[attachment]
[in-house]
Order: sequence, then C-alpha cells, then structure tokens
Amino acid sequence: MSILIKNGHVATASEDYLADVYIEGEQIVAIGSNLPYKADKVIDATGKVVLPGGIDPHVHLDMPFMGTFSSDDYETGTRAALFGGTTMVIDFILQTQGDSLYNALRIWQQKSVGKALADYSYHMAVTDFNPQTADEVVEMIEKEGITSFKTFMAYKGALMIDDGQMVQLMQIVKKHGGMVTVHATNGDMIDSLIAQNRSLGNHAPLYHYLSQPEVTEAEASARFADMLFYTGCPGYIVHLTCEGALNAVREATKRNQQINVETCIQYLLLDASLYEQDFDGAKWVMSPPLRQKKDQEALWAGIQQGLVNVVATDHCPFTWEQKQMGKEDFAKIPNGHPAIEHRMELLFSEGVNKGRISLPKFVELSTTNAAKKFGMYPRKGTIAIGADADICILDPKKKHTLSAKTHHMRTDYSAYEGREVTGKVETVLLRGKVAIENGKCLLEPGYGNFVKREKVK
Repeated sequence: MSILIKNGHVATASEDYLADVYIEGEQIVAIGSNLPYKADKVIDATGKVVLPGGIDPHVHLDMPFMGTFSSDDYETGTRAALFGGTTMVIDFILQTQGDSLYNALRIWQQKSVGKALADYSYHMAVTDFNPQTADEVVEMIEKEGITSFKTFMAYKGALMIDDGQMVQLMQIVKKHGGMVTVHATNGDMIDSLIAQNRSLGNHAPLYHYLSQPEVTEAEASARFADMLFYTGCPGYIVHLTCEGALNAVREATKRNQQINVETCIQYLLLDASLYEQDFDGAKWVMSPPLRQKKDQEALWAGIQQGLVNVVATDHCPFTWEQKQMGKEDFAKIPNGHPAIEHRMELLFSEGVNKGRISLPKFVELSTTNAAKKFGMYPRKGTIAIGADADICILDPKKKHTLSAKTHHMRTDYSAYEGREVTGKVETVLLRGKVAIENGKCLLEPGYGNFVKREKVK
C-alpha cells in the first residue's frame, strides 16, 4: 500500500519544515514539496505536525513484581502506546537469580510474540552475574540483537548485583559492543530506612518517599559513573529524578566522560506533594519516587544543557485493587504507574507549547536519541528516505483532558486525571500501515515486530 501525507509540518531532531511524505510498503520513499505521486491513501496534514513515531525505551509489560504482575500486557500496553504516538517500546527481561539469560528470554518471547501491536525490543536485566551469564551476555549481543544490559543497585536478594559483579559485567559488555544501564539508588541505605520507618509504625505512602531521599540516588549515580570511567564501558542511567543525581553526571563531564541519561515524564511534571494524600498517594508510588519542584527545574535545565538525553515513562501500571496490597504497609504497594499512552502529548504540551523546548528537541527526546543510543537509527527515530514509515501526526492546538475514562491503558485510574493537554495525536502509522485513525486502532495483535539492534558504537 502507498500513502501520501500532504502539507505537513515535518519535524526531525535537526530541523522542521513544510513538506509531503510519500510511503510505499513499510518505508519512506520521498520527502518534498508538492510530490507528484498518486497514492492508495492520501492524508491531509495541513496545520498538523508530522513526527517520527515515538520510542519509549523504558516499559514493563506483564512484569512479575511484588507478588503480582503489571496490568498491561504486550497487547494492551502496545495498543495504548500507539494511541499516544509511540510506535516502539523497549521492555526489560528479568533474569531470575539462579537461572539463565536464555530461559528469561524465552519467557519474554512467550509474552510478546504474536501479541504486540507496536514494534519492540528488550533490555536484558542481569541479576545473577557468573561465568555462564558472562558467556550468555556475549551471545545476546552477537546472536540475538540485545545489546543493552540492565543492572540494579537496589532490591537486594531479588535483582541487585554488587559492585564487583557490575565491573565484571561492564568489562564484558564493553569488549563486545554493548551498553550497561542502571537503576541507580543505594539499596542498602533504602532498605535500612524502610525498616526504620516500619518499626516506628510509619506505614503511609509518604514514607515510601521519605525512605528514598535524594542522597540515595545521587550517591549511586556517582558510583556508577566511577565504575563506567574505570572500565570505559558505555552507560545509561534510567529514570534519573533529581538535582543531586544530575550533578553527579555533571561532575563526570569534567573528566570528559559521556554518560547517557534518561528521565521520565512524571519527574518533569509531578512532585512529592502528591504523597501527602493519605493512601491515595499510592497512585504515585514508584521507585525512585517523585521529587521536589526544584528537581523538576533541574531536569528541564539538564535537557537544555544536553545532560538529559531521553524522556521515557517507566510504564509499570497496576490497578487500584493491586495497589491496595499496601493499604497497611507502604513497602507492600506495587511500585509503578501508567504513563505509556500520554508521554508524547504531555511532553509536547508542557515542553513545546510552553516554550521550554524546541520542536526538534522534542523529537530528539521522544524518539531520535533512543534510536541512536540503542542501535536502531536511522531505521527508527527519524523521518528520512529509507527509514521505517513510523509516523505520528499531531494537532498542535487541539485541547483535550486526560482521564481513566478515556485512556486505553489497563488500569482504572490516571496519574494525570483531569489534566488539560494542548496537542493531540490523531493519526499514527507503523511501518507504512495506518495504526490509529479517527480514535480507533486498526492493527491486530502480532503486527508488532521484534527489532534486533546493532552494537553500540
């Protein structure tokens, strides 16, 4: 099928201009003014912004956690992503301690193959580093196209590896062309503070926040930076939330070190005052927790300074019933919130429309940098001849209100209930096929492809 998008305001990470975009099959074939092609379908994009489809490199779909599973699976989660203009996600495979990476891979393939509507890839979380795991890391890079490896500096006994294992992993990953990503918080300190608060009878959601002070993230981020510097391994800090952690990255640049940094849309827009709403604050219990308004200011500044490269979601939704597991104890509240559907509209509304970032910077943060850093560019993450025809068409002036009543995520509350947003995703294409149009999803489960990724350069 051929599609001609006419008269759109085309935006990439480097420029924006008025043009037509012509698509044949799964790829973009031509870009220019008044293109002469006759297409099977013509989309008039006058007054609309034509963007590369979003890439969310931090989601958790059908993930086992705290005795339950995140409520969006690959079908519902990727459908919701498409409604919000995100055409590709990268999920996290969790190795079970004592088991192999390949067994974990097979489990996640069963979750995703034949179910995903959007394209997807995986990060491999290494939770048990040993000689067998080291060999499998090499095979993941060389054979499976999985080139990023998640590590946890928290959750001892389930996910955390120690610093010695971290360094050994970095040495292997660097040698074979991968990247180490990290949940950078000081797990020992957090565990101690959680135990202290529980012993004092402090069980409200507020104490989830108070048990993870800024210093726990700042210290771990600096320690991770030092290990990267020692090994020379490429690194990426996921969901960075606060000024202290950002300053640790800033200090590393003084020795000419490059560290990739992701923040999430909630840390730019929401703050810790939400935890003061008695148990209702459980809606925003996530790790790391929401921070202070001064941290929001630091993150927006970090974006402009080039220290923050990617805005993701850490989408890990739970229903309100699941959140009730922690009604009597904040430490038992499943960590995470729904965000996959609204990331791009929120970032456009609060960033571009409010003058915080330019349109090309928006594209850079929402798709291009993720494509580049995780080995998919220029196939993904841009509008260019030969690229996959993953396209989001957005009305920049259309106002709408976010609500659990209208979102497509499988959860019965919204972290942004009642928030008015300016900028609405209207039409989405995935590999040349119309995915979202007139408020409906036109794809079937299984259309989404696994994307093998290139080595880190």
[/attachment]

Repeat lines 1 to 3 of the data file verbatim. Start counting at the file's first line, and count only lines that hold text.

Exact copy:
[in-house]
Order: sequence, then C-alpha cells, then structure tokens
Amino acid sequence: MSILIKNGHVATASEDYLADVYIEGEQIVAIGSNLPYKADKVIDATGKVVLPGGIDPHVHLDMPFMGTFSSDDYETGTRAALFGGTTMVIDFILQTQGDSLYNALRIWQQKSVGKALADYSYHMAVTDFNPQTADEVVEMIEKEGITSFKTFMAYKGALMIDDGQMVQLMQIVKKHGGMVTVHATNGDMIDSLIAQNRSLGNHAPLYHYLSQPEVTEAEASARFADMLFYTGCPGYIVHLTCEGALNAVREATKRNQQINVETCIQYLLLDASLYEQDFDGAKWVMSPPLRQKKDQEALWAGIQQGLVNVVATDHCPFTWEQKQMGKEDFAKIPNGHPAIEHRMELLFSEGVNKGRISLPKFVELSTTNAAKKFGMYPRKGTIAIGADADICILDPKKKHTLSAKTHHMRTDYSAYEGREVTGKVETVLLRGKVAIENGKCLLEPGYGNFVKREKVK